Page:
The physical symptoms can come suddenly and quickly, oftentimes in the unlikeliest of places. These can come in quick succession and in a jumble – shortness of breath, irregular heartbeat, and dizziness and lightheadedness, as well as a sense of inevitable doom. The sense of hopelessness coupled with frustration and desperation about the inability to control these panic attacks becomes a vicious cycle.
While prescription medications, such as clonazepam, can reduce the intensity, frequency and duration of panic attacks, these are just part of a wholistic approach. Studies have shown that most people with panic disorder can control their symptoms even as these happen.
Here’s what you can do when you’re feeling the onset of a panic attack – RACE, an acronym for relax, activity, confront, and encourage.
Breathing and relaxation exercises will ease the physical symptoms that come with a panic attack. Be sure to practice these steps for 10 minutes at least twice a day so you can quickly use them.
- Stop whatever it is that you’re doing and find a quiet place, if you can.
- Place one hand on your upper chest and the other hand over your diaphragm.
- Inhale in a slow and deep manner through your nose for five counts.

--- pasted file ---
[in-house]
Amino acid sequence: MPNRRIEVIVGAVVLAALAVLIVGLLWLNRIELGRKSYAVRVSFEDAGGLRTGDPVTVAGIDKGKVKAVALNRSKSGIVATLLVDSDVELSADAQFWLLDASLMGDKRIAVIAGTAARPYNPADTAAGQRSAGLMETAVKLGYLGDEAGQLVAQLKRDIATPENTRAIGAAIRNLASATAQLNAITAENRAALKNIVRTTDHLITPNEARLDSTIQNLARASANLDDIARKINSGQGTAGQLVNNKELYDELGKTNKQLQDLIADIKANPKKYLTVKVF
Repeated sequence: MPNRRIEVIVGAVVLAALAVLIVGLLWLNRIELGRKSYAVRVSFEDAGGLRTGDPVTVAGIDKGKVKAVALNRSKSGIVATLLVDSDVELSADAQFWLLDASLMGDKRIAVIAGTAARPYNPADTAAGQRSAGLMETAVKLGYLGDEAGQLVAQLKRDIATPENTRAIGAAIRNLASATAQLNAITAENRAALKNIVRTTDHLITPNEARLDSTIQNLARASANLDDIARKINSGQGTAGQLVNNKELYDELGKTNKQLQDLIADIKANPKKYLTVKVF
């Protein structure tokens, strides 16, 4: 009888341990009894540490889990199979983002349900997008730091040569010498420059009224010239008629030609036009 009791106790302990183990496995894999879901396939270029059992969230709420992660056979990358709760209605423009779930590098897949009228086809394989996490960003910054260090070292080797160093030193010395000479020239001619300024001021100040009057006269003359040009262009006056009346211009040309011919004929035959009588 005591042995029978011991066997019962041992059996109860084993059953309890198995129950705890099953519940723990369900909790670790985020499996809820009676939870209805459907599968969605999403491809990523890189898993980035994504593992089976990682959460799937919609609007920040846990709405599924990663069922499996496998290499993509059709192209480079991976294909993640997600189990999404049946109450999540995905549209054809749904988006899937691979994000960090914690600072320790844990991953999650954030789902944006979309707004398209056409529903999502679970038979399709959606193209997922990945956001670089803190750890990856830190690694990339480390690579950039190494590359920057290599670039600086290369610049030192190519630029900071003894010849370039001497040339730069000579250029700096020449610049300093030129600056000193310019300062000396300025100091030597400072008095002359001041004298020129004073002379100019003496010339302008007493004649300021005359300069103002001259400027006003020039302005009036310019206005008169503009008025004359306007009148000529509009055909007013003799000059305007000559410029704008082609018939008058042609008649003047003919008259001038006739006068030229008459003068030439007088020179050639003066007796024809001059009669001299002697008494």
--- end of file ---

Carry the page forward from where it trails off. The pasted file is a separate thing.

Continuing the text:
- Exhale through your nose for five counts, too.
- Concentrate on breathing and feeling your hands on your chest and diaphragm.
Within a minute or so, your symptoms should have eased off so that you can think in a more rational manner.
You may be tempted to rest for a prolonged period during a panic attack. But you may find that it’s counterintuitive because then you’re more likely to focus on your panicky sensations. When you have relaxed your breathing, you should instead try one of the following activities:
- Walking in a place that relaxes your mind and body
- Performing stretching and yoga exercises
- Letting your field of vision widen by using your peripheral vision.
In case of the third activity, you can also perform the deep breathing exercise above while letting your jaw muscles relax. Your body will be calmer due to the activation of the parasympathetic nervous system.
You have to understand and confront your fears even when it feels so difficult at first. You have so many ways to do so like:
- Writing in a journal to record your feelings and fears
- Talking to a therapist about your worries
- Joining a support group
Yes, it will be difficult facing down your fears but you can do it one small step at a time until you have enough courage to accept what they are – just your fears taking away your enjoyment of life.
You should also be your own best cheerleader and best friend! This way, you will not need anybody else to take you through the steps of controlling your panic attacks even before these happen.
In the end, you can choose to be your own best friend or your own worst enemy!